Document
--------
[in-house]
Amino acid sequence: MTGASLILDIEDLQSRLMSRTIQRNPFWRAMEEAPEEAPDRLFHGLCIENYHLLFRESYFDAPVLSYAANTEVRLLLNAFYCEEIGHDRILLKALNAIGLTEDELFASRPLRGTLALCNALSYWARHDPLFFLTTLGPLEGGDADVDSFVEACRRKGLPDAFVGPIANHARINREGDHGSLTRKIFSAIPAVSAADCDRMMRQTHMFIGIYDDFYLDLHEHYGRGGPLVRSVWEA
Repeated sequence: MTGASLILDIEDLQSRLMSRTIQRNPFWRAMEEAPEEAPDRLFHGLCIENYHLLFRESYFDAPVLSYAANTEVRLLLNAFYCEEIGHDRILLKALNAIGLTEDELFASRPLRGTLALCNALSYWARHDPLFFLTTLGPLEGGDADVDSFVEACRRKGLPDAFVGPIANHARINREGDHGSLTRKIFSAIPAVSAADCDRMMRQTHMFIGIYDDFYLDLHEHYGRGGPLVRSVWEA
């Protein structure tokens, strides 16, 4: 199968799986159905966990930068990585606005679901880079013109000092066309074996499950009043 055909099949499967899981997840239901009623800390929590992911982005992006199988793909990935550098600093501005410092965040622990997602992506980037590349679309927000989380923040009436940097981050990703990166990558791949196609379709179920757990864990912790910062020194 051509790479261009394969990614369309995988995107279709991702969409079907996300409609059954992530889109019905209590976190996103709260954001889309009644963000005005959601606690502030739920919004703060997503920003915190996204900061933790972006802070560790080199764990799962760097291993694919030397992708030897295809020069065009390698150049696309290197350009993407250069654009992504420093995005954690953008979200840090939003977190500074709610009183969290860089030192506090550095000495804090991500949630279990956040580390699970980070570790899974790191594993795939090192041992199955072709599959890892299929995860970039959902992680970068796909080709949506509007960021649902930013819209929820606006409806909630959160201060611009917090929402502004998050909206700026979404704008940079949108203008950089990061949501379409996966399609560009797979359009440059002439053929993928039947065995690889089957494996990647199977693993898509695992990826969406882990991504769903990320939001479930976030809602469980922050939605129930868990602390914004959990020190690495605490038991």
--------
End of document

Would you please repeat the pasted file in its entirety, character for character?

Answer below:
[in-house]
Amino acid sequence: MTGASLILDIEDLQSRLMSRTIQRNPFWRAMEEAPEEAPDRLFHGLCIENYHLLFRESYFDAPVLSYAANTEVRLLLNAFYCEEIGHDRILLKALNAIGLTEDELFASRPLRGTLALCNALSYWARHDPLFFLTTLGPLEGGDADVDSFVEACRRKGLPDAFVGPIANHARINREGDHGSLTRKIFSAIPAVSAADCDRMMRQTHMFIGIYDDFYLDLHEHYGRGGPLVRSVWEA
Repeated sequence: MTGASLILDIEDLQSRLMSRTIQRNPFWRAMEEAPEEAPDRLFHGLCIENYHLLFRESYFDAPVLSYAANTEVRLLLNAFYCEEIGHDRILLKALNAIGLTEDELFASRPLRGTLALCNALSYWARHDPLFFLTTLGPLEGGDADVDSFVEACRRKGLPDAFVGPIANHARINREGDHGSLTRKIFSAIPAVSAADCDRMMRQTHMFIGIYDDFYLDLHEHYGRGGPLVRSVWEA
């Protein structure tokens, strides 16, 4: 199968799986159905966990930068990585606005679901880079013109000092066309074996499950009043 055909099949499967899981997840239901009623800390929590992911982005992006199988793909990935550098600093501005410092965040622990997602992506980037590349679309927000989380923040009436940097981050990703990166990558791949196609379709179920757990864990912790910062020194 051509790479261009394969990614369309995988995107279709991702969409079907996300409609059954992530889109019905209590976190996103709260954001889309009644963000005005959601606690502030739920919004703060997503920003915190996204900061933790972006802070560790080199764990799962760097291993694919030397992708030897295809020069065009390698150049696309290197350009993407250069654009992504420093995005954690953008979200840090939003977190500074709610009183969290860089030192506090550095000495804090991500949630279990956040580390699970980070570790899974790191594993795939090192041992199955072709599959890892299929995860970039959902992680970068796909080709949506509007960021649902930013819209929820606006409806909630959160201060611009917090929402502004998050909206700026979404704008940079949108203008950089990061949501379409996966399609560009797979359009440059002439053929993928039947065995690889089957494996990647199977693993898509695992990826969406882990991504769903990320939001479930976030809602469980922050939605129930868990602390914004959990020190690495605490038991």